Nashua high school holds financial education fair
NASHUA – As a teenager in one of the many families impacted by the recession, Sarah Juknievich is already learning what it means to have to make tough decisions.
Juknievich, a freshman at Nashua High School North, said her family had to move into a smaller home because of the rough economy. She hopes to study fashion design in college, but knows that it’s not going to come for free.
“Hopefully, we can save up some money,” she said. “I’ve been looking for scholarships.”
On Thursday, Juknievich was one of nearly 500 freshmen at the school taking part in the CU 4 Reality Financial Education Fair, a program that is in its third year at the school.
As part of the program, students have to choose a career path and are then assigned a typical entry-level salary for their field. On Thursday, the students had to fill out their monthly budget, accounting for everything from rent to food costs.
However, this year, the program took on a more realistic meaning for some cut back on certain things as the
country endures a recession that has seen millions of Americans lose their jobs.
“(The program) is probably more apropos now, with families having to do more with less,” said John Young, chairman of the New Hampshire Credit Union League.
Sponsored by America’s Credit Union Museum in Manchester, the program is held in nine other schools in the state.
As students try to make ends meet, they have to make certain sacrifices, said Dennis Hebert, with Granite State Credit Union.
“It’s really to prepare them for the challenges they’re going to face,” Hebert said. Granite State Credit Union has a branch at North and is one of the credit unions that helps to sponsor the event.
Representatives from the credit unions volunteer their time to work with students trying to manage their finances.
Bill Ryan, financial education director for the American Credit Union Museum, said there is no specific requirement that schools teach students about how to manage personal finances.
Ryan said that while most schools educate students about economics, more could be done in the way of teaching them how to do things like saving for retirement and balancing a checkbook.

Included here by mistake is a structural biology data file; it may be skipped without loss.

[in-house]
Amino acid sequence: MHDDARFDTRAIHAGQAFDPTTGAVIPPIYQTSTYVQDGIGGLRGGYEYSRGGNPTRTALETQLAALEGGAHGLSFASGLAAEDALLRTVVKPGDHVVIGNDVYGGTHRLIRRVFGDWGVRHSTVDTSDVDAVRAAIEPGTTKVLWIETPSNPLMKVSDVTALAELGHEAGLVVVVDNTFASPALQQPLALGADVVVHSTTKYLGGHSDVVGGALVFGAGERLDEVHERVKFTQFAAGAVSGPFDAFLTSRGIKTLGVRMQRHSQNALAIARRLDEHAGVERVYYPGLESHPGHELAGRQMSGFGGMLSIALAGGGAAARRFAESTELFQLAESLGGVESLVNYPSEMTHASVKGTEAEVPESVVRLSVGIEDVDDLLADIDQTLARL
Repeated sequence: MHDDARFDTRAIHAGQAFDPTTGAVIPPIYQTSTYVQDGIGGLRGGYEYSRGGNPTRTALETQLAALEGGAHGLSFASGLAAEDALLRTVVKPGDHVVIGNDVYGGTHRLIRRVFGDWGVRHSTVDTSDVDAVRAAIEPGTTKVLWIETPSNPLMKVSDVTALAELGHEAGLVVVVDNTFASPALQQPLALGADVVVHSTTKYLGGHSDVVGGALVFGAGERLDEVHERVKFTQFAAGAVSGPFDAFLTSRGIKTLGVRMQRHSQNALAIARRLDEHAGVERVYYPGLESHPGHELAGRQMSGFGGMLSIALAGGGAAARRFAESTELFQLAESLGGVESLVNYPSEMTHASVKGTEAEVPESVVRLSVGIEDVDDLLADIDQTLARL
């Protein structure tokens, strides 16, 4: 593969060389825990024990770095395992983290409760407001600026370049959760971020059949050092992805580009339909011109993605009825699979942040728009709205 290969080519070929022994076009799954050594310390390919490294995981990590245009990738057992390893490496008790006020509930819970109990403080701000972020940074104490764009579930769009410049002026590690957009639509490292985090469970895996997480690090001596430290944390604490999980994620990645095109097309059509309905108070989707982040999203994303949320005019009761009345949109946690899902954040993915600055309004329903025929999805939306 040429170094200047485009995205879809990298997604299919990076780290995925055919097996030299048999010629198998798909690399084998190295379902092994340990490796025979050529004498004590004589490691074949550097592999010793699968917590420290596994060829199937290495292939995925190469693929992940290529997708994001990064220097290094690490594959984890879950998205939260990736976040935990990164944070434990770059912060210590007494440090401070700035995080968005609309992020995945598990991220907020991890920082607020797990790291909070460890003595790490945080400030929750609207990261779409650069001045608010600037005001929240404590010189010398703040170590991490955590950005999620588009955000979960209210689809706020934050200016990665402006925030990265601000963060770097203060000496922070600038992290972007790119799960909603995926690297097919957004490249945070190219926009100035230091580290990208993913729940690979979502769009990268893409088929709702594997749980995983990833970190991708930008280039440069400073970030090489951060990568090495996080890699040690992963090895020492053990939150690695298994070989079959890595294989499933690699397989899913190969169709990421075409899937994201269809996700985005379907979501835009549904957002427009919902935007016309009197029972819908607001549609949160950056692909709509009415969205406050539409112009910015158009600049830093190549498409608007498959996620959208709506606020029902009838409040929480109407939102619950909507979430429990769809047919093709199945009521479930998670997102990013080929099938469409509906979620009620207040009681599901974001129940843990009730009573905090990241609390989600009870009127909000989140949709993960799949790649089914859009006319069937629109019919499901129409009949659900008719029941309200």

“In general, personal finance is not being widely addressed in New Hampshire,” he said.
Student Cameron Engelhart was given a starting salary of $35,000 as a starting FBI agent. But much of that salary was already gone after having to pay his $650 in rent and $362 in car payments each month, he said.
After studying what it takes to make ends meet, Engelhart said he has a greater appreciation for the value of budgeting your finances.
“After the past couples months, I understand it better now,” he said.
Students also had to take a spin on the “wheel of reality,” where they could lose or gain money, depending on their luck. Some got a $1,000 scholarship, and others lost $500 in a “computer catastrophe.”
To prepare for the day, students had been studying about finances and career choices in their freshmen seminar classes, Assistant Principal Chris Matika said.
He said there was more interest among students this year, possibly because of all of the news of the country’s economic crisis.
“I think they’re more understanding of the fact that they need to know this,” he said.
Tiera Jackson, 15, chose to be a psychologist. After doing the math and adding up all her bills, she realized there was nothing left at the end of the month.
“I’m broke,” she said, laughing.
If their bills add up beyond their salaries, students have to re-evaluate their finances and reduce their bills.
For the most part, students said their families were doing OK in the recession. Most students said they hadn’t noticed any changes in their lifestyles.
Austin Bauer, 14, said his family has had to cut back on “little things.”
As Karissa Hebert, 14, sat down with her calculator and added up her bills, she was learning how those little things could add up quickly.
“Now I know why my parents tell me they never have any money,” she said, laughing.